Example Two: If you've got a lot of heat production/cubes 'Caretaker Contract' (One Action: 8 Heat for 1 TR) is a VP per round.

Example Three: If you've got a lot of energy production/cubes 'Physics Complex' (One Action: 6 energy for a cube on the card; 1 cube = 2VPs) is Really powerful ninja and means 2VPs, per turn and still two actions to do other stuff..... same goes for 'Security Fleet'. These are right on the edge of being overpowered when playing with 3 actions, and can enter play early in the game giving the owner/user an action for VP creation option.... we might take them out of the next game.

Final thoughts on these cards/extra action: The limiting factor in the normal game rules is actions per turn; you just can't use these blue actions enough that they become too powerful and also do other helpful things with the normal rule of Two actions. However, in this variant, the limiting factor is largely game/play time - the games ends before you are able to really abuse some of the blue actions cards. That, coupled with you 'only' getting 2 actions on your turn (that's to say, you are using one of your three actions to get the VPs each turn) means the other player gets to do more 'stuff'.... but unless they are careful, they fall behind. I've found that building cities (for 25) and getting a solid plant production going, is a good counter to those powerful 3rd-action blue cards.

Anyway, Thanks Again and feedback welcomed.
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Aaron Cohen
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MrMann wrote:

Quote:

*****> Players get Three Actions per round instead of two. <*****

Our second Big change and it can make some, mainly blue cards, on the edge of being overpowered as the extra action per turn can be used to get a deadicated TR point or VP (or 2) increase per round. We've found a few combos that are very powerful, but are just about on the right side of ok.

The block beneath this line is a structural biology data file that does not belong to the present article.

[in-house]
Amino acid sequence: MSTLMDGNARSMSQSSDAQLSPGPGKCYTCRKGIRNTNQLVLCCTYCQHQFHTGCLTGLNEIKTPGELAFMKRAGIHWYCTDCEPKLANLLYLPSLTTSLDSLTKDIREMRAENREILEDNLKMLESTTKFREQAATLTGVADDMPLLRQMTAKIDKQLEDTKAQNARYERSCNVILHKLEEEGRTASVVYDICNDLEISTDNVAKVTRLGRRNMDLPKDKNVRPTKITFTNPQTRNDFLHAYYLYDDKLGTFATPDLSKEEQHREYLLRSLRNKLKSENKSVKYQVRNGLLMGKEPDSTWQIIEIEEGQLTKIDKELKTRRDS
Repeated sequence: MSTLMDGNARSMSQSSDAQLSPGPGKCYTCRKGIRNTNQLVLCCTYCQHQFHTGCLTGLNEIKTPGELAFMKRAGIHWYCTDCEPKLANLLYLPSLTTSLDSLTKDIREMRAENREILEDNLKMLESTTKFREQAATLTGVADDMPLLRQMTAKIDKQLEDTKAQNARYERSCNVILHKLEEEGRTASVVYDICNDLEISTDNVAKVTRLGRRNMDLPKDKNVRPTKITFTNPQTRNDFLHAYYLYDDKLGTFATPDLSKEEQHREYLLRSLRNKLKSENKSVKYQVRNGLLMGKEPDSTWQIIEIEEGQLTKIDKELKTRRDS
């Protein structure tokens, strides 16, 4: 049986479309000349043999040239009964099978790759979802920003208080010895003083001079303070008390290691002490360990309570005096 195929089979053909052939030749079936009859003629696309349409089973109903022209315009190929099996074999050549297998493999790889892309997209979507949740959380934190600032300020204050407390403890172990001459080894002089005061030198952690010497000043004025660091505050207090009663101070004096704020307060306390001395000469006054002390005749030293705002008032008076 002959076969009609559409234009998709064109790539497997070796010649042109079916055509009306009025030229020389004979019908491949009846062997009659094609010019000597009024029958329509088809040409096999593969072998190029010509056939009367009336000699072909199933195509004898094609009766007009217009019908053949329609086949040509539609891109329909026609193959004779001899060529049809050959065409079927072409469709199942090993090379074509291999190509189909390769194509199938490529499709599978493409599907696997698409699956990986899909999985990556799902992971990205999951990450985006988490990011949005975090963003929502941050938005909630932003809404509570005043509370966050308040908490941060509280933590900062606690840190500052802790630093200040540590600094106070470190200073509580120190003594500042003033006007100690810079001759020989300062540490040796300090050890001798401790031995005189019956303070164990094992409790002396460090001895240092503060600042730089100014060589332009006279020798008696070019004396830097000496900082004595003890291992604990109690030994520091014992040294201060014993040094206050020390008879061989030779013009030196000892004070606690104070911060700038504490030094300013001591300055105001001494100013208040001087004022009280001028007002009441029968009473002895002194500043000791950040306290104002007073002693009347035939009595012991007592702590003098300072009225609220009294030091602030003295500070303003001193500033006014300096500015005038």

Example One: If you've got a lot of energy production/cubes 'Ore Processor (One Action: 4 energy for 1 titanium + Oxygen) is powerful

Example Two: If you've got a lot of heat production/cubes 'Caretaker Contract' (One Action: 8 Heat for 1 TR) is a VP per round.

Example Three: If you've got a lot of energy production/cubes 'Physics Complex' (One Action: 6 energy for a cube on the card; 1 cube = 2VPs) is Really powerful ninja and means 2VPs, per turn and still two actions to do other stuff..... same goes for 'Security Fleet'. These are right on the edge of being overpowered when playing with 3 actions, and can enter play early in the game giving the owner/user an action for VP creation option.... we might take them out of the next game.

Final thoughts on these cards/extra action: The limiting factor in the normal game rules is actions per turn; you just can't use these blue actions enough that they become too powerful and also do other helpful things with the normal rule of Two actions. However, in this variant, the limiting factor is largely game/play time - the games ends before you are able to really abuse some of the blue actions cards. That, coupled with you 'only' getting 2 actions on your turn (that's to say, you are using one of your three actions to get the VPs each turn) means the other player gets to do more 'stuff'.... but unless they are careful, they fall behind. I've found that building cities (for 25) and getting a solid plant production going, is a good counter to those powerful 3rd-action blue cards.

Anyway, Thanks Again and feedback welcomed.


It seems to me that you're missing the rule that blue actions are only usable once per generation, not once per turn within a generation. You put a cube on the card to indicate you've used it and don't remove the cube until production at the end of the round.

--Aaron
 
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Jeff Noel